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Oct
31

Ensuring process cyber security

From: Engineer Live

Cyber security is becoming an increasingly important aspect of  plant management. Here we look at the strategies and technologies being  used by suppliers to ensure that process plants minimise their  vulnerability to cyber attacks. Eugene McCarthy reports.

Over the past two years, industrial infrastructure has been  identified as a key target for hackers and government-sponsored warfare,  attracting some of the most sophisticated cyber attacks on record.

Belden, a global leader in signal transmission solutions for  mission-critical applications, in coordination with Tofino Security –  part of Belden’s Hirschmann brand – has developed a product portfolio  and business processes to protect critical infrastructure against these  emerging threats.

Legacy industrial communication and networking systems originally  designed to work only within facility walls are opening up, as  organisations look to work smarter and more efficiently. As a result,  the industrial floor has become a hotbed of information activity, with  intelligence passing back and forth between industrial settings and  outside systems.

“It’s vital for companies to employ industrial Ethernet systems  enforced with secure industrial cabling, switches, routers and firewalls  if they are going to protect critical operations from cyber sabotage,”  said Eric Byres, cto and vice president of engineering at Tofino  Security. “The push for efficiency now requires increased information  passing between the industrial and enterprise systems. This  significantly elevates the risk and need for top-notch security –  starting at the plant floor.”

But the level of sophistication shown by Stuxnet, Night Dragon and  Flame – and the open aggression between countries – requires more than  advanced hardware protection. Company policies and internal security  processes across all system components are crucial to the success of any  security system in an era of heightened threat. The likely targets of  cyber attacks aimed at nation states include energy and water supply.

Complementing the Belden industrial Ethernet product offering, Tofino  Security, in partnership with exida, recommends a seven-step process  designed to help protect industrial systems from these highly advanced  threats:

– Assess existing systems: understand risk and prioritise vulnerabilities.

– Document policies and procedures: determine position regarding  industrial control systems (ICS) and develop company-specific policies.

– Train personnel and contractors: develop and institute policy awareness and training programmes.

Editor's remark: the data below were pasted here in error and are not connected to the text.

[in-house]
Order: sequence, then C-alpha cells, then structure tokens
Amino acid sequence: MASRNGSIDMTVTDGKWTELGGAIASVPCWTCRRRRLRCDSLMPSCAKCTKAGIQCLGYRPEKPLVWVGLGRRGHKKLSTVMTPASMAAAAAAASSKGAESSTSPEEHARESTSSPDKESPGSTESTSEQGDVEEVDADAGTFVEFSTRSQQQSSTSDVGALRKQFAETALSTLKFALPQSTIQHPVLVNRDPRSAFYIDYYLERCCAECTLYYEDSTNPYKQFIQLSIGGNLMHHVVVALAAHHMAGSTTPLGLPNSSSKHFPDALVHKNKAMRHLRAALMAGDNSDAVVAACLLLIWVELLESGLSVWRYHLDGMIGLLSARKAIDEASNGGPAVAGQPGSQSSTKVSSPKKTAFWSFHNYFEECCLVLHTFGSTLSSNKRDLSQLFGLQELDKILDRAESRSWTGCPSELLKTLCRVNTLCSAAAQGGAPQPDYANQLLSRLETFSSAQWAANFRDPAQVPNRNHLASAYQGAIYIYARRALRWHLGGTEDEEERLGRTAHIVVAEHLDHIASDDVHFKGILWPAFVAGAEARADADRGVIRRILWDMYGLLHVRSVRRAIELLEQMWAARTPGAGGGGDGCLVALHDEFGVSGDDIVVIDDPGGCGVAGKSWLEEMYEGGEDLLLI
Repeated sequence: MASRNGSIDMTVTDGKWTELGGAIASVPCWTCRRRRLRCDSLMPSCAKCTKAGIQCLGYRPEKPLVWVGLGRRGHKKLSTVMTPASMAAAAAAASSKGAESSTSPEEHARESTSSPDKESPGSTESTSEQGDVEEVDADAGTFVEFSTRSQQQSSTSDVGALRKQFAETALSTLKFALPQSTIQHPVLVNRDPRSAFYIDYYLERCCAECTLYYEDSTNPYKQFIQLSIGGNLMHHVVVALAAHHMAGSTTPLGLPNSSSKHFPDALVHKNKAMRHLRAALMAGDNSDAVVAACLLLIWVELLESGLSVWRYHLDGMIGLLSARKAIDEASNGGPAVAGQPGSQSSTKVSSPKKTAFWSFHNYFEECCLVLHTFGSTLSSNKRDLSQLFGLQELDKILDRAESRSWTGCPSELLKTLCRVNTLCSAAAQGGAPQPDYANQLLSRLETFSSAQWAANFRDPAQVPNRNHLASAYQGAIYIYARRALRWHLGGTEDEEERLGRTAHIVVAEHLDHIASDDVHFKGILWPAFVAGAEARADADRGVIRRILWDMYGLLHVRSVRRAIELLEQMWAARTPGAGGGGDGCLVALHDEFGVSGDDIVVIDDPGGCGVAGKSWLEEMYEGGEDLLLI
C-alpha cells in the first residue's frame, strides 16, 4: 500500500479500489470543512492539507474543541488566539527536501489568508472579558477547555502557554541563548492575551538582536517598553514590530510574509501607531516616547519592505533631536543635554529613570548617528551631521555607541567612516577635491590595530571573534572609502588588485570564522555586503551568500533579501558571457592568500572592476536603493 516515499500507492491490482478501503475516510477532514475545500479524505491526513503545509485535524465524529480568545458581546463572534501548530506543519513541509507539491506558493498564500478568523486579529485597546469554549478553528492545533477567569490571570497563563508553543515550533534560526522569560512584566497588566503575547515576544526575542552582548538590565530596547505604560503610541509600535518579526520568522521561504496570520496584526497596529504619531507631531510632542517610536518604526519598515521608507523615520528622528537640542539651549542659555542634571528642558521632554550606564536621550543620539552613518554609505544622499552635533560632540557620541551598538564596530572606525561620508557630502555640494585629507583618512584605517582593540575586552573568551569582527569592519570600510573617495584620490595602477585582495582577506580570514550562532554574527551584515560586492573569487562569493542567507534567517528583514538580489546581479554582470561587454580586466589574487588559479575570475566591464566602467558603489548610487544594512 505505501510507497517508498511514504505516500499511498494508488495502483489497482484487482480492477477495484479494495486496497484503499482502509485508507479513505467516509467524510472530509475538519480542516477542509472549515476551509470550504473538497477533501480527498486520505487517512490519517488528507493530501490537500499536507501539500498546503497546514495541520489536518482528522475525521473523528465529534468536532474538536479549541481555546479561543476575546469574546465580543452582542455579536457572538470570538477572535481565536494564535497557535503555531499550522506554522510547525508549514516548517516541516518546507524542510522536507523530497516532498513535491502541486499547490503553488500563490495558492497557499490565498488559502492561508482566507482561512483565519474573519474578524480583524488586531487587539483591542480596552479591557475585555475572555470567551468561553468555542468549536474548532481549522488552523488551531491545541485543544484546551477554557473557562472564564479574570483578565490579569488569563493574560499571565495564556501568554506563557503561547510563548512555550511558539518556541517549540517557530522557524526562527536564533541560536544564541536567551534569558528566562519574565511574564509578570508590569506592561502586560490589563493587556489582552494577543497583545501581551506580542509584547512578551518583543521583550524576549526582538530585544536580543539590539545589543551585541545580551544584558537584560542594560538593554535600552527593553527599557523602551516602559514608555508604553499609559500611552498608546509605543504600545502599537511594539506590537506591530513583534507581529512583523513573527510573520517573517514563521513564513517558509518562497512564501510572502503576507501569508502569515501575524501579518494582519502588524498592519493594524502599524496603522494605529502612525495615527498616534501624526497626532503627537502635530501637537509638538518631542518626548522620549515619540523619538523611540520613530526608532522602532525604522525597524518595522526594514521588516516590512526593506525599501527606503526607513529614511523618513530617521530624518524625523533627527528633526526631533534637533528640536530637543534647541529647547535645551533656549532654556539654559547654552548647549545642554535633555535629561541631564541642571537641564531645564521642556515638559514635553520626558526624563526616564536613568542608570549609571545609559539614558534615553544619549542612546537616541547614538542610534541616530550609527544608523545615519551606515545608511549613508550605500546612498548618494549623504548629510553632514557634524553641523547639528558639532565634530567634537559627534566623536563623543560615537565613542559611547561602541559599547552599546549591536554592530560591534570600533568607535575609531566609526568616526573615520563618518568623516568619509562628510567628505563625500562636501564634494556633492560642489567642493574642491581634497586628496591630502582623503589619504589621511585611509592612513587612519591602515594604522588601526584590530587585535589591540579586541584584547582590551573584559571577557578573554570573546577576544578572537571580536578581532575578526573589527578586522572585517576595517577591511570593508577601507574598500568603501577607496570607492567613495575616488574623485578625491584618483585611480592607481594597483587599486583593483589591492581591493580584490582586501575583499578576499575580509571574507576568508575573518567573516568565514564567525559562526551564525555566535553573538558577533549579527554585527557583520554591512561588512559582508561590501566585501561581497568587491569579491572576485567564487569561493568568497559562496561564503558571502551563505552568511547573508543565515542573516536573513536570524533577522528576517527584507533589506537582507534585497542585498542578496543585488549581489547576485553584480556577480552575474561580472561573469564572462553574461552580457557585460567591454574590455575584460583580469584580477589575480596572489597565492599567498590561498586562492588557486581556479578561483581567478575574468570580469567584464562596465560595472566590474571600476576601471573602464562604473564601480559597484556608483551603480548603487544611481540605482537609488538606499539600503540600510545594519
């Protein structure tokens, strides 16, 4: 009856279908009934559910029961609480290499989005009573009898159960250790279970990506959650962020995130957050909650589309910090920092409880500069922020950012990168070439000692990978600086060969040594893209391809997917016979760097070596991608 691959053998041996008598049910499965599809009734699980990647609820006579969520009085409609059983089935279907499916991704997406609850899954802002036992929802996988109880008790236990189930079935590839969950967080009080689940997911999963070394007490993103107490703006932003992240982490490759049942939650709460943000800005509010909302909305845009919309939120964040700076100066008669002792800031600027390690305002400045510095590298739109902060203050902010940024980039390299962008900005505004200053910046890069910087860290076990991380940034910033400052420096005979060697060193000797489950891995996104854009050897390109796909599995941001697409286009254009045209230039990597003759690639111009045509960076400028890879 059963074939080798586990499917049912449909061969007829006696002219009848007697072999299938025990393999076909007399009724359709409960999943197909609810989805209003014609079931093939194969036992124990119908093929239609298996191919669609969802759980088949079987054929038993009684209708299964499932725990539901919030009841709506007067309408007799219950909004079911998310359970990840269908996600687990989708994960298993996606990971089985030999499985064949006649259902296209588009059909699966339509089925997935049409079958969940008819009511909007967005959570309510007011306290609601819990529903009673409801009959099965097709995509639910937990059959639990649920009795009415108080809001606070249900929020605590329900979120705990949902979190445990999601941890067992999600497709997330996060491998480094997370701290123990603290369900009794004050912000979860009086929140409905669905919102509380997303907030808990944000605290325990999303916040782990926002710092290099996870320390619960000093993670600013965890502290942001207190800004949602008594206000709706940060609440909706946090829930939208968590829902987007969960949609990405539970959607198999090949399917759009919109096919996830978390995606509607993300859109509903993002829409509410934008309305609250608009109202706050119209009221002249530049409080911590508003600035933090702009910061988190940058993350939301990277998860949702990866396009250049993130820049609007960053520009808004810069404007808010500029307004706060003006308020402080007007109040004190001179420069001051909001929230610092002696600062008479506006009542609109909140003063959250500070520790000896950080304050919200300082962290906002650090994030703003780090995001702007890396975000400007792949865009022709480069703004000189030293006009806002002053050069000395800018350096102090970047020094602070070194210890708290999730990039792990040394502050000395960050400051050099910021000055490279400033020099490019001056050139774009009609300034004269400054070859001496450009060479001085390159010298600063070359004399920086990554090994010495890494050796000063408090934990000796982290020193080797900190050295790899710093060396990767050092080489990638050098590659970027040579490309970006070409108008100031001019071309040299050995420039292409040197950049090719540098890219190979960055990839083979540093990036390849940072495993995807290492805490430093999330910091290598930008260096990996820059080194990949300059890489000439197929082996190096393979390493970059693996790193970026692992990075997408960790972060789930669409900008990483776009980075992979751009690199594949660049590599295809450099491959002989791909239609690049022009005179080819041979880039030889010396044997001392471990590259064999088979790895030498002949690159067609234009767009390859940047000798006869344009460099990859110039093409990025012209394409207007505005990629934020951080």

– Segment the control system network: create distinct network segments and isolate critical parts of the system.

– Control access to the system: provide physical and logistical access controls.

– Harden the components of the system: lock down the functionality of components.

– Monitor and maintain the system: update antivirus signatures, install patches and monitor for suspicious activity.

John Cusimano, director of security at exida, said: “Security  researchers and hackers have identified numerous vulnerabilities in the  products used in industrial operations – specifically the water, energy  and transportation industries – and it’s absolutely vital that companies  start now to secure core components through best practice policies and  industrially-focused security technologies,” said Byres.

Dedicated teams tackle the cyber threat

Meanwhile Honeywell has formed an Industrial IT Solutions group, a  global team of experts who can help manufacturers and process industry  facilities protect against cyber threats.

Part of Honeywell Process Solutions, the Industrial IT Solutions  group specialises in the design, performance assessment and protection  of networks used in the process industry, including wireless instrument  and Scada platforms. Its offerings will provide a comprehensive range of  vendor-neutral technology and services required to assess, remediate,  maintain and manage plant automation network performance,  vulnerabilities and cyber security measures.

Jon Lippin, vice president and general manager, Honeywell Lifecycle  Solutions and Services for Honeywell Process Solutions, said: “As  control networks continue to expand and integrate to business systems,  the risks and complexity of cyber vulnerabilities must be addressed with  the same vigilance as process safety risks assessments.”

Honeywell’s industrial IT services are based on extensive knowledge  in IT systems and a deep understanding of process control environments.  The company has completed hundreds of industrial IT projects across the  globe.

“Honeywell has invested in building the Industrial IT Solutions  practice to help industrial plant, pipeline and asset owners stay ahead  of the threats, regardless of control system vendor or location. We  provide a scalable approach to managing all aspects of today’s  industrial control system networks,” Lippin added.